And so this pathway of moving enterprises from the way they communicate now, which is largely TDM and through a lot of different islands and a lot of different non-integrated devices and incredible complexity to resolve any fault, into a unified front where it’s lower cost, easier to manage and they can start to put applications into it, all starts with the SIP trunking and is complemented with this acquisition.

So I really wanted to bring that up. You’re going to see us continue to invest in SIP trunking globally whether it’s in Japan or it’s China or it’s in the Benelux countries or it’s in Germany. You’re going to see that because this is the gateway into converting the enterprise interactive communications from the way it is to the way it’s going to be.

Operator

Thank you.

Brian Norris

Paul, thank you for that question. Nick, can we go to the next caller, please?

Operator

Certainly. And our next question is from Alex Henderson with Miller Tabak. Please go ahead.

Alex Henderson – Miller Tabak

Hey, guys.

Andrew Ory

Hi, Alex.

Alex Henderson – Miller Tabak

I’m having a little trouble with the guidance that you gave. So if I’m going to do up 10% for the year and I’m going to do 42% in the first half and 58% in the back half, that doesn’t make the June quarter an up quarter. So you also said that you thought you would grow...

Andrew Ory

Yeah.

Alex Henderson – Miller Tabak

In each of the remaining quarters. I assume that was a year-over-year growth rate?

Peter Minihane

No. I think what we intended, Alex, is that the first half would be 42% and second half 58% with each quarter up sequentially quarter-over-quarter. And on an EPS basis it would be roughly flat.

Alex Henderson – Miller Tabak

So the comments that you’re going to grow in each quarter was not a year-over-year comment?

Peter Minihane

No. It’s sequentially. I’m sorry.

Alex Henderson – Miller Tabak

Okay. I just wanted to make sure I had that correct.

Peter Minihane

That’s fine.

Alex Henderson – Miller Tabak

Second, you have a large project that you’ve talked about coming in in the second quarter. I assume that you started some of that in the March quarter. Can you talk a little bit about whether that project started in the March quarter or whether that’s all going to be starting in the June quarter?

Peter Minihane

Alex, I think what we’re all looking – Seamus, Andy, myself and Brian are all looking at each other and we’re little confused.

Alex Henderson – Miller Tabak

Yeah. If we miscalibrated...

Andrew Ory

I’m sorry.

Alex Henderson – Miller Tabak

You said at your analyst day that you were starting MetroPCS, it would be either in late March or...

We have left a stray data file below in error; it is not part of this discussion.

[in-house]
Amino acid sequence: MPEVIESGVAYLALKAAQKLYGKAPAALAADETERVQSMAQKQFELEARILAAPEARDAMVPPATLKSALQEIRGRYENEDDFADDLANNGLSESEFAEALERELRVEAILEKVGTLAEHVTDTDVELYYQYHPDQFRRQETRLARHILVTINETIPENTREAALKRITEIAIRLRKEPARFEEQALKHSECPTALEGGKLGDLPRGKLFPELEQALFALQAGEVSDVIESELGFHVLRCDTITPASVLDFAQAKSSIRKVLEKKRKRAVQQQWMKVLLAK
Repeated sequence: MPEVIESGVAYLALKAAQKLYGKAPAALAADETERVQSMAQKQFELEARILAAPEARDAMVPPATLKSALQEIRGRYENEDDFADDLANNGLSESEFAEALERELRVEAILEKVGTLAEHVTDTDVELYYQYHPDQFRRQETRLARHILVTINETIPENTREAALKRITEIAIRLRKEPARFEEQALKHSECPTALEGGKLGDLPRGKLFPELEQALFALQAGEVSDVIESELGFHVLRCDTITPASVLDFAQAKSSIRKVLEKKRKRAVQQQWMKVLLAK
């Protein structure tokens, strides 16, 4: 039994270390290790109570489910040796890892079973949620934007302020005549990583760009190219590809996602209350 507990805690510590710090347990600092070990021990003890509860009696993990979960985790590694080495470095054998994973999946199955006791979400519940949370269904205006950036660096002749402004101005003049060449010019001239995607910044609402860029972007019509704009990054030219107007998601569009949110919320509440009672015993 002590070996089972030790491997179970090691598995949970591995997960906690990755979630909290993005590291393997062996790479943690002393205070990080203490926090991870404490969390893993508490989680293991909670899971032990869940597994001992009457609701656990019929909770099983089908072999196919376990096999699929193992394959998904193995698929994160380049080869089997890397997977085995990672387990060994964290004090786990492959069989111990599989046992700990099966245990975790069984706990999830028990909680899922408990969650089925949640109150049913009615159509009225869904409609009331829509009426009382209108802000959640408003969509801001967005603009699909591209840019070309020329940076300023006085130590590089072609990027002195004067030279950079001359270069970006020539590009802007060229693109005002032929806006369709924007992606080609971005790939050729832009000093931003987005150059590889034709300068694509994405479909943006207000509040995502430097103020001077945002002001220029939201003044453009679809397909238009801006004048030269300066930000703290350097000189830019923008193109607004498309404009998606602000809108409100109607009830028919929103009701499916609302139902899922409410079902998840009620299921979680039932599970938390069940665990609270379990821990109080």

Andrew Ory

I’m sorry.

Alex Henderson – Miller Tabak

Or starting in the June quarter?

Andrew Ory

Seamus, do you want to...

Seamus Hourihan

I wasn’t there.

Andrew Ory

Oh, you weren’t at the analyst day. Okay, yes, so MetroPCS is the first VoLTE deployment. They’re a customer. We continue to do business with them and we expect them to be live with their service in the second half of the year, but they were a very solid customer in Q1.

Alex Henderson – Miller Tabak

So they already started the deployment in Q1 and will be continuing then?

Andrew Ory

That’s right. They started the acquisition of our equipment as far as when they go lives far as when they go live with their services, I’m expecting that’s going to probably the second half of the year.

Alex Henderson – Miller Tabak

So just so we avoid the contour of lumpiness, is that expected to be a solid portion of the June quarter and then fall off into the back half? Or is that expected to continue to ramp smoothly through the year?

Andrew Ory

Well, I mean they’ve been customer I think, I don’t have the data in front of me, but Seamus I think for the last eight quarters?

Seamus Hourihan

From bookings.

Andrew Ory

From a bookings point of view, so we do expect them to continue to buy. I don’t know exactly whether they’re going to buy more or less in Q2. I don’t. It’s not so big that it factors into the swing of Q2 and Q3 revenue.

Alex Henderson – Miller Tabak

One last question and then I’ll cede the floor.

Andrew Ory

Sure.

Alex Henderson – Miller Tabak

You characterized the service provider spending, you said that it was still limited visibility to pickup kind of slowish, sluggish conditions, but you were hoping to see it improve in the back half. When you talk about the sluggish conditions, and normally it’s seasonally weakest in the March quarter and it seasonally picks up in the June quarter. Do you mean sluggish relative to what you’ve been seeing or do you mean sluggish relative to the normal trajectory of the seasonal pick up in the June quarter?

Andrew Ory